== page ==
PRSA Public Relations, Marketing and Communications Jobs

Facing Recruiter Feedback With Grace

By Richard Spector
PRSA Manager, Jobcenter

Recently, an actor friend of mine auditioned for a commercial she thought she was perfect for. She had built a successful repertoire of commercial jobs by portraying a character that “knows how to get out the spot.” This commercial spot seemed tailor-made for her. After a great audition, she was surprised to hear that she didn’t get the job. Being a friend of one of the directors, she called and asked why she didn’t get the part. The director replied, “your hair is orange and the kitchen set is orange too – your hair would blend too much into the set.” As absurd as this comment is – it brings home the point how frustrating job hunting may be – regardless of the profession. How did my friend navigate through this frustration and request feedback? She approached the director from a positive place.

As you apply for more jobs, the way you approach a recruiter for feedback will determine whether you will have a long-standing successful relationship or a very short-lived one. Keep the following in mind when contacting a very harried recruiter:

  • Be Kind: Recruiters are probably the most overworked and overstressed employees around. They process tons of job orders and are under constant pressure to process these orders in record time with minimal staff. Social media has changed how they do business and in some ways has taken a big bite out of their own revenue. This is their mind-set 24/7 so being forceful or too aggressive towards them will not help.

Instead, reinforce that you are willing to take any classes or tutorials that will get you hired and make their job easier. If you came across too mild in the interview, tell them you’re willing to take public speaking classes and let them know you will practice your skills with experienced friends and colleagues in the field. Your enthusiasm will be key to retaining a recruiter’s interest, and always put yourself in the recruiter’s perspective.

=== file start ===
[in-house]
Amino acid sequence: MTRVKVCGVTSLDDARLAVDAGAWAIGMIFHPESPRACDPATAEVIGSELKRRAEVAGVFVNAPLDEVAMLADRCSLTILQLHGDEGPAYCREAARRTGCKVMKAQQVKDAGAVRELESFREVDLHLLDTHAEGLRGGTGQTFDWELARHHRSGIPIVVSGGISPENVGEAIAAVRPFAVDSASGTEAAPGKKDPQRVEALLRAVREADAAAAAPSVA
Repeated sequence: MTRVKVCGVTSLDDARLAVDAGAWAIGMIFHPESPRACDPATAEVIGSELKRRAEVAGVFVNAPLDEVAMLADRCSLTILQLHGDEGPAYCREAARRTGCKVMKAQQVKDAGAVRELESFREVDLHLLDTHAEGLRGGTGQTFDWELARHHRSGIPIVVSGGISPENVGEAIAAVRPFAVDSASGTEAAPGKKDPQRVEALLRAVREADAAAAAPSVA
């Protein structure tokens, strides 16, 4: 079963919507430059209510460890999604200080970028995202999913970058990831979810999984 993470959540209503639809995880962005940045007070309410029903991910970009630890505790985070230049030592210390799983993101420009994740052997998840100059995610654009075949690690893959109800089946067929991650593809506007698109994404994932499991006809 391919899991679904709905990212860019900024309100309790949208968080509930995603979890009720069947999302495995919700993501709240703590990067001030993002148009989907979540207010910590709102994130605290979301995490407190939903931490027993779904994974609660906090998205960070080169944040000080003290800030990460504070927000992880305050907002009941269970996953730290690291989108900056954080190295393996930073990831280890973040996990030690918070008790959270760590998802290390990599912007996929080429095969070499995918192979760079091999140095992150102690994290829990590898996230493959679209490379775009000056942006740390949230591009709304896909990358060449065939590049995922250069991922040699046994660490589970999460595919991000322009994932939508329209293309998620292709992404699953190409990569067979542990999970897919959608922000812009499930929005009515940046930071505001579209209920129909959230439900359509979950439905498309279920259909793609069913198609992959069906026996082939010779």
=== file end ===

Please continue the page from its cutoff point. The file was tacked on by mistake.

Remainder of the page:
• Be Brief: As mentioned, recruiters are tremendously short on time and resources. Do not begin by telling them you are surprised that you didn’t get the position. Perhaps they were surprised too, but it’s not going to change anything. Make the feedback process easy for them. Limit your questions to one or two quick ones. Your prelude into your question may begin with reinforcing your dedication and passion to the industry. Then think of your goal and how much you are willing to learn. Are you willing to enhance your skill set? If so, try telling them that you are always working on your “career fitness” plan as career expert Peter Weddle would say, and you would like to know whether the employer felt there were any specific skills lacking. 
  • Be Prepared: Taking criticism may be the hardest thing in the world especially when you’ve been on countless job interviews but you need to be open to it. Don’t be defensive. You both have the same goal. Remember, if you get the job, they make money too and everyone is happy. 
  • Be a Good Listener: Ever hear the term, “reading in between the lines?” When the recruiter is giving you feedback, remember to listen to what is said as well as how it’s said. Most importantly, let them do most of the talking. You’ll wind up with wonderful advice and feedback.

Most of all, have faith that the recruiter is doing the best job possible for you. Acknowledge their hard work and effort. Remember that it’s all about building relationships. You’ll be doing this for a very long time both in and outside the job. If you keep your confidence in them – they will keep their confidence in you.